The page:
Emergency plane for sick child can’t land – so locals use cars to guide it

In what sounds like a scene from a Hollywood action film, a sick child’s life fell into jeopardy as the emergency plane that had been sent to collect them struggled to land.

The plane had taken off as planned, though as it finished the journey the runway lights failed with the pilot unable to see where was safe on the ground.

Though thanks to the residents of Igiugig in Alaska – a village of 70 people – the community came together in an act that deserves to be written into the history books.

[Credit: Sarah Ransom]

To make up for the runway failings, the locals assembled their cars to light the path so the plane could land and pick up the child who needed medical attention.

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The village’s head tribal clerk, Ida Nelson, explained how she felt nervous although knew there was only one solution after putting herself in the shoes of the child’s parents.

Speaking to CNN, Nelson said: “I was feeling nervous, anxious because this is late at night and this is someone’s child. The only thing I could think of was how quickly I could get other people here to help because what if that was my baby’s plane?”

[Credit: CBC News]

Nelson, who was taking a sauna when she heard the commotion, continued: “Normally planes don’t fly at 11.30 at night, so I instantly knew something was wrong. Once the plane flew over, I looked over toward the runway and the lights were not working.”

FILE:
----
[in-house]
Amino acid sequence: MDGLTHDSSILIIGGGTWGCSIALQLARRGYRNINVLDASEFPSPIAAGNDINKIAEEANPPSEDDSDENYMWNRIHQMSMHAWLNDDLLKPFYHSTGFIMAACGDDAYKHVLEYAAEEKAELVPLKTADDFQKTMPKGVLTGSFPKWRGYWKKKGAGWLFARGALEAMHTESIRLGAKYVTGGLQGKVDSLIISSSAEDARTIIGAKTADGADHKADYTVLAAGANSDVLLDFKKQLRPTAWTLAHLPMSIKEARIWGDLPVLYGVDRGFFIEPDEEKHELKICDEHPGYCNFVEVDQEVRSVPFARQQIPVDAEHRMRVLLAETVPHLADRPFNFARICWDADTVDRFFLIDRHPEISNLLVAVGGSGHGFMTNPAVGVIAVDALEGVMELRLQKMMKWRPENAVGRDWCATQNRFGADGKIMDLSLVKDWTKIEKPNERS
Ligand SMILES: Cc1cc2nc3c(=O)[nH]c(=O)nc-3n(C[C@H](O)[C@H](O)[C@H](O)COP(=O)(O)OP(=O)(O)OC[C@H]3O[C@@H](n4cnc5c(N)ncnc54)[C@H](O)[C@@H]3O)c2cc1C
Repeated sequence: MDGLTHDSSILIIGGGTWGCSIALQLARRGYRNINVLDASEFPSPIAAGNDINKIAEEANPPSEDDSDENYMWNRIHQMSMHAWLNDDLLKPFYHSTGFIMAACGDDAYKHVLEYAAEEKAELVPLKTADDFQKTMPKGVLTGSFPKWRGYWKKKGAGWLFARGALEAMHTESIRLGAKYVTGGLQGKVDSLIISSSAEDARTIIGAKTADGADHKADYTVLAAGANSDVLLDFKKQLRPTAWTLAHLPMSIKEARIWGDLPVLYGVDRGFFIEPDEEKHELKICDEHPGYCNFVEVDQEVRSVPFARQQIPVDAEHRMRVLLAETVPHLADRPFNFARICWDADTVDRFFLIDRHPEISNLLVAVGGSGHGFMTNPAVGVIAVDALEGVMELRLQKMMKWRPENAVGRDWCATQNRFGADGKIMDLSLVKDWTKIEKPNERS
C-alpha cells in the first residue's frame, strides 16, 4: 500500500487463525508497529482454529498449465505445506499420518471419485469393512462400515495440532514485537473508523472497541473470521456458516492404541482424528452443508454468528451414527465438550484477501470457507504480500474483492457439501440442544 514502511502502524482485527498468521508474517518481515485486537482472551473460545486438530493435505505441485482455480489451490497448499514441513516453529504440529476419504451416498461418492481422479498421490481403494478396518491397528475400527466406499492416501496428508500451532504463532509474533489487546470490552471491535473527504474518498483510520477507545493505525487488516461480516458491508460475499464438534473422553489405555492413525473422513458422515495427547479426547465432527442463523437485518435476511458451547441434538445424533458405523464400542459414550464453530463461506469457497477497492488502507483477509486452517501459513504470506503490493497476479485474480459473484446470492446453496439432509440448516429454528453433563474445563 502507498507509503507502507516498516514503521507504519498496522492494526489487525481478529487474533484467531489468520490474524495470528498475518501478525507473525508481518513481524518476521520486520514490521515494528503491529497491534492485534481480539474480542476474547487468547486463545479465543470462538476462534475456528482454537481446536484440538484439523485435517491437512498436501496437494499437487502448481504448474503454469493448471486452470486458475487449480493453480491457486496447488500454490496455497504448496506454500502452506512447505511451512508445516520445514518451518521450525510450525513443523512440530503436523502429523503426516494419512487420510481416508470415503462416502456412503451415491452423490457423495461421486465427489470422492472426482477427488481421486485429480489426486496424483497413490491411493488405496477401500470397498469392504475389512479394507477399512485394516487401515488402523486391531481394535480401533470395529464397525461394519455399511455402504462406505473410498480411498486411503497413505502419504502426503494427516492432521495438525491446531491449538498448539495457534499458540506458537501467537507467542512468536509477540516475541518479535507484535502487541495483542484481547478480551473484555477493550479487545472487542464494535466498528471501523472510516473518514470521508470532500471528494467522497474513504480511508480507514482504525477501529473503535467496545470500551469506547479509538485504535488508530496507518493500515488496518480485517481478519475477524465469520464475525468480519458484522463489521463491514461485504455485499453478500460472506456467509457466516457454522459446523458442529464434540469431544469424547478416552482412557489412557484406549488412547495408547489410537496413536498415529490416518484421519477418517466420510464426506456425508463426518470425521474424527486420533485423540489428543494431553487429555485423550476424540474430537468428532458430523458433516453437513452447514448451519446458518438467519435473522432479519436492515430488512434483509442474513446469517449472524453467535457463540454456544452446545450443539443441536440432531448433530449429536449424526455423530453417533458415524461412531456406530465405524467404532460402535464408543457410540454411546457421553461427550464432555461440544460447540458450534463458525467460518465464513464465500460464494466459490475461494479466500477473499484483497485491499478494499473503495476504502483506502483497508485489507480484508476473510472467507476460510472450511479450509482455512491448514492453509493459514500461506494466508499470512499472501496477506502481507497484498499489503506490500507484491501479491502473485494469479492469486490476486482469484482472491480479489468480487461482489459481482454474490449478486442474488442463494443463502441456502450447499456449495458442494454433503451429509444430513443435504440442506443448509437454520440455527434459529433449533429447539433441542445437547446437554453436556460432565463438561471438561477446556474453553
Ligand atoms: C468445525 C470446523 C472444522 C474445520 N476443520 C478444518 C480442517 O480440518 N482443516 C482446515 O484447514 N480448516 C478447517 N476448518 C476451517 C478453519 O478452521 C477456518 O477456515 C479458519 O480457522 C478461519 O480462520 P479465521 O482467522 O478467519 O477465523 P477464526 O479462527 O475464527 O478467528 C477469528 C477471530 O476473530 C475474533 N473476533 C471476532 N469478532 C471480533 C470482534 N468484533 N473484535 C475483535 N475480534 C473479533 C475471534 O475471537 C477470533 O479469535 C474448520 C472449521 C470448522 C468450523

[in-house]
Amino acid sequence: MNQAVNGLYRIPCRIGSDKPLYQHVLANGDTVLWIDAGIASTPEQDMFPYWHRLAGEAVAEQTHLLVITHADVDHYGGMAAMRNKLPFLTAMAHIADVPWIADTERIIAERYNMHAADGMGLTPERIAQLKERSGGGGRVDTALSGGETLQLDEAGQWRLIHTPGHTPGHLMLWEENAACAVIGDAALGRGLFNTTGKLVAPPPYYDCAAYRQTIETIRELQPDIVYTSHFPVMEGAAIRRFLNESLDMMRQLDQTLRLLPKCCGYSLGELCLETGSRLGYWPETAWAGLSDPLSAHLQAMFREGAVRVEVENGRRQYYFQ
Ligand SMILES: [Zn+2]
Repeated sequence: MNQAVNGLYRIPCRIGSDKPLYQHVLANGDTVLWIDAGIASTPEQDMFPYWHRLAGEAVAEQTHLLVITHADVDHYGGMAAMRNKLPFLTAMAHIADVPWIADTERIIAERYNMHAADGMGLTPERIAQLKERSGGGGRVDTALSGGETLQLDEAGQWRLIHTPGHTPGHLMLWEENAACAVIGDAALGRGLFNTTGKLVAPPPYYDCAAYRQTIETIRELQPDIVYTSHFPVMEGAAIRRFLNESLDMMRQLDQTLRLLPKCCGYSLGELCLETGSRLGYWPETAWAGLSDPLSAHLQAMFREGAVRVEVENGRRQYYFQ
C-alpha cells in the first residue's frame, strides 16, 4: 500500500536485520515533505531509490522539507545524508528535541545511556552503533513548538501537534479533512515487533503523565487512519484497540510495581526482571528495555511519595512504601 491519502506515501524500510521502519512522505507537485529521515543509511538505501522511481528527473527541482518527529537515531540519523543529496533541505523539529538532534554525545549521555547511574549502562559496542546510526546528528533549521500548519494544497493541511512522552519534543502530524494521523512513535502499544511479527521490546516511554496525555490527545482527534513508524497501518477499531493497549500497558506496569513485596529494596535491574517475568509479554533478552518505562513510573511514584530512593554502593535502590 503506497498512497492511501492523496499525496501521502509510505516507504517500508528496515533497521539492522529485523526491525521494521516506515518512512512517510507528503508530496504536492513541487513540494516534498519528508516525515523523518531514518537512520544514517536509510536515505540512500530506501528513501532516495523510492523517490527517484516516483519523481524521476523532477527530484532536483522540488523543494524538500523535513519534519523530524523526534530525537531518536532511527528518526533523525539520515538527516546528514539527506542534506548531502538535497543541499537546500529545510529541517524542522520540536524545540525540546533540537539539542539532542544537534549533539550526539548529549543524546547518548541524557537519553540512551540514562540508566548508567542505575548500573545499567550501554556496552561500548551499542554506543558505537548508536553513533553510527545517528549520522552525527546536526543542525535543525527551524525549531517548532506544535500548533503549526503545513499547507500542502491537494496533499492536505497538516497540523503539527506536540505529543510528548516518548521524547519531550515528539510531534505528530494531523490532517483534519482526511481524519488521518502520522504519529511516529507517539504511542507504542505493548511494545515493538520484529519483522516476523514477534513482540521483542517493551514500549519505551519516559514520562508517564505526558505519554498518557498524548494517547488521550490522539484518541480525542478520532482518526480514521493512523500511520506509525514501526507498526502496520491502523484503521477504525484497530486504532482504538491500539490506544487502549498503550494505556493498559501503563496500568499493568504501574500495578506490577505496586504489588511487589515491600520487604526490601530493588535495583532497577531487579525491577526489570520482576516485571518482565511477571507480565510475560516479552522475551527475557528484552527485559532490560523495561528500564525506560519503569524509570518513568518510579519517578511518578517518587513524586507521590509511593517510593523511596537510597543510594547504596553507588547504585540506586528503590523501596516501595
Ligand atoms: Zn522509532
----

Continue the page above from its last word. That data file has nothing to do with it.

She then jumped into her car and headed towards the airport, just a few hundred yards away, where she discovered the emergency dispatch plane was flying really low.

As it became clear airport staff were unable to turn the lights on manually from the ground, Nelson came up with the idea to light the runway herself.

She then spoke to a neighbour and asked them to rally the troops, with that neighbour going on to make a further 32 calls to locals.

Within 20 minutes, there were 20 vehicles with all of their headlights lighting up the route and leading the plane to safety.

[Credit: Bryan Goff]

Heaping praise on Nelson and her comrades, LifeMed Alaska CEO, Russ Edwards, said: “Fortunately, the crew and the folks on the ground were able to come up with a safe and creative solution. Without that cooperation from everybody, it wouldn’t have happened.”

Indeed, the child boarded onto the aircraft safely and sped off to Anchorage [the largest city in Alaska] for treatment.

Following the incident, it was discovered that the runway lights have been out of action since February after they were damaged over the winter by snow removal equipment.

The village have now corrected the wiring problem and repaired the lights.

Let’s hope they won’t be needing them again in a hurry.